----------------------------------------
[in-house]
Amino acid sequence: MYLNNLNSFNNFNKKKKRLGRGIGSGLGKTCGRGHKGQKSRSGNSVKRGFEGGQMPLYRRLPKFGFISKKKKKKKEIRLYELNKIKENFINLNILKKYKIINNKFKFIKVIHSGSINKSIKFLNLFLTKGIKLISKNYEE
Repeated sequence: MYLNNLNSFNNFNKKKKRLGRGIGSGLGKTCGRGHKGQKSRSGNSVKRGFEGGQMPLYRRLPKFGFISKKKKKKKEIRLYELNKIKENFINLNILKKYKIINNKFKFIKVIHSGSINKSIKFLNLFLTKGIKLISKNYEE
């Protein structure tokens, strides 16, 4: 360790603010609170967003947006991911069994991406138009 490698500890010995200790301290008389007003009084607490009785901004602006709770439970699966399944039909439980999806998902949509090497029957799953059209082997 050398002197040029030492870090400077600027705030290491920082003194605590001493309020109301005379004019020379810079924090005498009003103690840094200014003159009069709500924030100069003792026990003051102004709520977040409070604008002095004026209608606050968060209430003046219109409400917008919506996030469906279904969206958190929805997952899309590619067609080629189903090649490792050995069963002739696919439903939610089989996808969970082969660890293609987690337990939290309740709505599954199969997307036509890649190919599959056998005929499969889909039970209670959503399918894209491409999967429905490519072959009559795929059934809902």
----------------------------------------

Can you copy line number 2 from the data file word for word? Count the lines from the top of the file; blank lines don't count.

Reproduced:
Amino acid sequence: MYLNNLNSFNNFNKKKKRLGRGIGSGLGKTCGRGHKGQKSRSGNSVKRGFEGGQMPLYRRLPKFGFISKKKKKKKEIRLYELNKIKENFINLNILKKYKIINNKFKFIKVIHSGSINKSIKFLNLFLTKGIKLISKNYEE